Author Topic: New rules for 2023  (Read 239 times)

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Offline imref

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New rules for 2023
« Topic Start: September 09, 2022, 12:33:30 AM »
Pitch clock, two pickoff attempt limit, and shift limits.

https://news.yahoo.com/mlb-set-announce-pitch-clocks-223839198.html

Online Natsinpwc

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Re: New rules for 2023
« Reply #1: September 09, 2022, 07:04:21 AM »
Do they understand that by reducing shifts and thereby increasing offense they probably offset any time gains from the pitch clock.  I thought the thing about the infielders having to start in the actual infield is very interesting also. Maybe as significant as not allowing more than two on one side of 2B.

Offline JCA-CrystalCity

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Re: New rules for 2023
« Reply #2: September 09, 2022, 08:56:26 AM »
I don't mind the pitch clock or tinkering with the size of the bases.  I think the all fielders must start with a foot on the dirt probably would have eliminated most of the shifting without formally saying you must start balanced.  I think the key to shifts against lefties is the ability to play the second baseman or the shifted infielder on the grass deep enough to get to more balls but still make the throw to first.  I think the most frustrating thing about a play out of a shift is the one hop liner to the deep infielder that otherwise would have gone for a hit.  Even under these rules, I don't think you are going to see more singles rolling through the middle of the diamond because you will still have up the middle positioning for the opposite side middle infielder (2nd baseman near the bag for righties, SS near the bag for lefties).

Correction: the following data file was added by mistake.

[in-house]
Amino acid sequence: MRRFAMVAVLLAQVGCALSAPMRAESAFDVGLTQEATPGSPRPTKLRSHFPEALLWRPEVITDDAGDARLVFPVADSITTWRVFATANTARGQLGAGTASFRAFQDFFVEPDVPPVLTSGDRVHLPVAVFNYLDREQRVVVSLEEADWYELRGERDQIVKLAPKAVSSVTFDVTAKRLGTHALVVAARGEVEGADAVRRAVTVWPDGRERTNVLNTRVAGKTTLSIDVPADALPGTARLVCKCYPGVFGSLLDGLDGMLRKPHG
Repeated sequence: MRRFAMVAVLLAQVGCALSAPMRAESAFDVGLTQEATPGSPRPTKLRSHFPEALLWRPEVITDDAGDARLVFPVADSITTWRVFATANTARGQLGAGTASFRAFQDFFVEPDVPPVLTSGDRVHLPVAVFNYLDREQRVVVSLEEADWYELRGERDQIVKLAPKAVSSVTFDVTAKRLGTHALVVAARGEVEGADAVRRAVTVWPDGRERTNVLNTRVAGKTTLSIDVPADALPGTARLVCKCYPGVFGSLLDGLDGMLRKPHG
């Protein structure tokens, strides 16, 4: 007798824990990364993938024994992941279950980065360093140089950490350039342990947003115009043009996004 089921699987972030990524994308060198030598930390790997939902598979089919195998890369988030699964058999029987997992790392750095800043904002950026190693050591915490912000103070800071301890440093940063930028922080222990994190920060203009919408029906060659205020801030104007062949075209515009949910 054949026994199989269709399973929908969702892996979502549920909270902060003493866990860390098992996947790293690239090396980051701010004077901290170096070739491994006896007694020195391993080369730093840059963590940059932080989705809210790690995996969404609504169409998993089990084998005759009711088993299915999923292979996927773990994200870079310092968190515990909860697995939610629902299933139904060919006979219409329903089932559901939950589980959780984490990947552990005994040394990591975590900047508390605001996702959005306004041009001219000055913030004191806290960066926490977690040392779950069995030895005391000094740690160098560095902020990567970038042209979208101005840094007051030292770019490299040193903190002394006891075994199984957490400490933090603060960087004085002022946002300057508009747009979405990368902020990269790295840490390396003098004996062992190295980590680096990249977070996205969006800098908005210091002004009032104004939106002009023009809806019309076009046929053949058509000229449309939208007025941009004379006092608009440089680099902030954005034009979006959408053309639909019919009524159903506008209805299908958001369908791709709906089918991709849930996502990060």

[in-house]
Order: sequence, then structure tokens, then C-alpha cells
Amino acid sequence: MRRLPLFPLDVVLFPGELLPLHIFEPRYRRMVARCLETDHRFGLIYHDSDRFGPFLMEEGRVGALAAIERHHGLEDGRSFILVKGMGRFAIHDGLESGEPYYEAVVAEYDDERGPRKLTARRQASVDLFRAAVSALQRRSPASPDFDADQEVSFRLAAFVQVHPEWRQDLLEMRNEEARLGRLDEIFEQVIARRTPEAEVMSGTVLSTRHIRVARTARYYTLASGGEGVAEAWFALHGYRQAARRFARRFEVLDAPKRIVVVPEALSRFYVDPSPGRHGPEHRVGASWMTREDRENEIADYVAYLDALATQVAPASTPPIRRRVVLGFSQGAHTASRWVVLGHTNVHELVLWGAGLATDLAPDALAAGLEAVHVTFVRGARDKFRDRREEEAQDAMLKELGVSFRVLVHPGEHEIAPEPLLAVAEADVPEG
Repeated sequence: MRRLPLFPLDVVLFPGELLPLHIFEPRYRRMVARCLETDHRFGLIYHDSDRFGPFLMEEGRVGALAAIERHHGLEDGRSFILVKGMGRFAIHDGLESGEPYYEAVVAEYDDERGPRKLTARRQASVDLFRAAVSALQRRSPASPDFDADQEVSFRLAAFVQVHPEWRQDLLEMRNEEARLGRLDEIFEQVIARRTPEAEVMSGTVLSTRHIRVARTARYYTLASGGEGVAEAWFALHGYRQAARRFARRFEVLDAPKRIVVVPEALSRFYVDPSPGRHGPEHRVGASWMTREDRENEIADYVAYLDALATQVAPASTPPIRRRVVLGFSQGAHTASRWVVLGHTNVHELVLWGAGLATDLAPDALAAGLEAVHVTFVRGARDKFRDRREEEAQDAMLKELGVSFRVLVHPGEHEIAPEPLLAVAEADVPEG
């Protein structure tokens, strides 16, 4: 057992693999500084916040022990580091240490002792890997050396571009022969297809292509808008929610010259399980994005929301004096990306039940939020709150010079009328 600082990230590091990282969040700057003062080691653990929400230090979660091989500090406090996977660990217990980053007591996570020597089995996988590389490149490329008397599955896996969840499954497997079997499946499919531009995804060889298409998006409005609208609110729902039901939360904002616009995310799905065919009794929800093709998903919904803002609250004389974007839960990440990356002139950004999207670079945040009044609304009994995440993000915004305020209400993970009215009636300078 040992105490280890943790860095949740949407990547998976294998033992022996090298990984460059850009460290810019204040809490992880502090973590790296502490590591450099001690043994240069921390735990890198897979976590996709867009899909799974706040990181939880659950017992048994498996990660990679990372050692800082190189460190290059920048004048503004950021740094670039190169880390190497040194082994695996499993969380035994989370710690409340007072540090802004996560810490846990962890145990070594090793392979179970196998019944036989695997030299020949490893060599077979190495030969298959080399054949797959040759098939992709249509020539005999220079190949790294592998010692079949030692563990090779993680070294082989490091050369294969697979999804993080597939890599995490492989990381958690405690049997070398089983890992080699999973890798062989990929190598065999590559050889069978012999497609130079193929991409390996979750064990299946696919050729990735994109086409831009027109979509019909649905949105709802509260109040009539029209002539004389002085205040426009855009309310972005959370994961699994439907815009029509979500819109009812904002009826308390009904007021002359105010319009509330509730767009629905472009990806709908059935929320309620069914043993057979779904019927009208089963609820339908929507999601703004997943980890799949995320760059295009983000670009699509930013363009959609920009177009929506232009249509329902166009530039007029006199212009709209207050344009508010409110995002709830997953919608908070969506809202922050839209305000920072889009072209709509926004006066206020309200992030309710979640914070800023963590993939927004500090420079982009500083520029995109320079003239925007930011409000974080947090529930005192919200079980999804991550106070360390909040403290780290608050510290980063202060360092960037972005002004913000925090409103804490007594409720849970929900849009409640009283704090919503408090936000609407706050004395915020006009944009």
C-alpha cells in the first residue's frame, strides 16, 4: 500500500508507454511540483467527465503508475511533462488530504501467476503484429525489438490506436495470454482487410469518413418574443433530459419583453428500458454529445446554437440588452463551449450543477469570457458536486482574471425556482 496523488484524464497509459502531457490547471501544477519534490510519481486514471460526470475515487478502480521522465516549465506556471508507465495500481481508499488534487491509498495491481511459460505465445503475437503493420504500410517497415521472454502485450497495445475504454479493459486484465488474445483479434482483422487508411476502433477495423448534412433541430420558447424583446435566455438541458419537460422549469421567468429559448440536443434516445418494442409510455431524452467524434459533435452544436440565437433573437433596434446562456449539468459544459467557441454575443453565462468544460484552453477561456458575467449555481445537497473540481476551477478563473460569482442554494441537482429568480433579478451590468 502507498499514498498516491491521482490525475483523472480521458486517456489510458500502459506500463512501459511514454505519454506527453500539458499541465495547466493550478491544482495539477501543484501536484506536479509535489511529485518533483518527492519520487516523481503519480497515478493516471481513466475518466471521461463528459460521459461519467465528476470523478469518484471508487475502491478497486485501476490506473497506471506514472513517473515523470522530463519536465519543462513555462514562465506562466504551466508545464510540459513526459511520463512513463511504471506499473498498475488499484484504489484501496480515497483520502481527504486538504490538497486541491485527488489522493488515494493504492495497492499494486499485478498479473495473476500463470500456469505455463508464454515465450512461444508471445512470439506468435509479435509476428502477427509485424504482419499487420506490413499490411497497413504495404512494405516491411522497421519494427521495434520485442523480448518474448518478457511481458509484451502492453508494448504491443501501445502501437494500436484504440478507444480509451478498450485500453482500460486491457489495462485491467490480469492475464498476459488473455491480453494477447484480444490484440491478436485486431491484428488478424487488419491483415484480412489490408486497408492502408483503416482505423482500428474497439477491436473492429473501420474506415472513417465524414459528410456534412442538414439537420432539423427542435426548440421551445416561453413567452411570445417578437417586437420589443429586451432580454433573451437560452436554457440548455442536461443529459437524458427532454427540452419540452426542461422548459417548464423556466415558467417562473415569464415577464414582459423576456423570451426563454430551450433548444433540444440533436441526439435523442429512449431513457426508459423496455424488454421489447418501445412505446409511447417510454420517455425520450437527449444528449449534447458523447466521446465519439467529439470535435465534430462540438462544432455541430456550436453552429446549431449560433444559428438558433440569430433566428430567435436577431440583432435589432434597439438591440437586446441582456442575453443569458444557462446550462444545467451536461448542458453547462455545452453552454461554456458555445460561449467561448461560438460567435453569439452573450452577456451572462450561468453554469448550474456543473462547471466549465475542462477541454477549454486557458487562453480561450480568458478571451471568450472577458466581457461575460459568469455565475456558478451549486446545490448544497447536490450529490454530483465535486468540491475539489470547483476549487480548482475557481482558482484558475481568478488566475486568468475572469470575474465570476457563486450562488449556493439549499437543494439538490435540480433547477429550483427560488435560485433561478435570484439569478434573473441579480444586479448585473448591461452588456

TBH, I'm a fan of the shift so do not like its elimination.  I even think I've started to see more good hitters hitting away from the shift and otherwise taking advantage of it (e.g., a lefty bunting to the left side when leading off and down 2 runs).

Offline JCA-CrystalCity

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Re: New rules for 2023
« Reply #3: September 09, 2022, 09:00:42 AM »
Oh, and as for the pickoff limits, you can make a 3rd pickoff attempt as long as you get the guy out.  If it fails, then it is a balk, I think. Dunno if a runner on another base advances too.  I imagine that it still might be worth trying to pick a guy like Robles, who has a high success rate when he goes but is easy to pick off. 3 good moves should get him if you are really concerned about him, and if you can't get him with 3 good moves, then he was probably going to steal on you anyway. What the change eliminates is the soft pick off attempt that is supposed to keep a guy honest.

Offline Five Banners

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Re: New rules for 2023
« Reply #4: September 09, 2022, 09:16:21 AM »
The pickoff limit again seems to be an arbitrary and ill-advised move that could inordinately benefit those inclined to run by eliminating a legitimate game strategy. If they really want to do some tweaks there, how about integrating the play clock element, making each play a lot shorter than they normally would be with the runner laying on the ground, the field are trying to push the guy off the bag, the long reset, Etc?

 In the latter case, just as can be done with foul balls and the endless game stops associated with that and in between every at bat, you’re addressing the root cause. Try dithering and adjusting your shoulder pads in football and your head bands in basketball, and you get a penalty or a turnover. Give the Umps the power to enforce the clock, make adjustments if you need to, and go from there.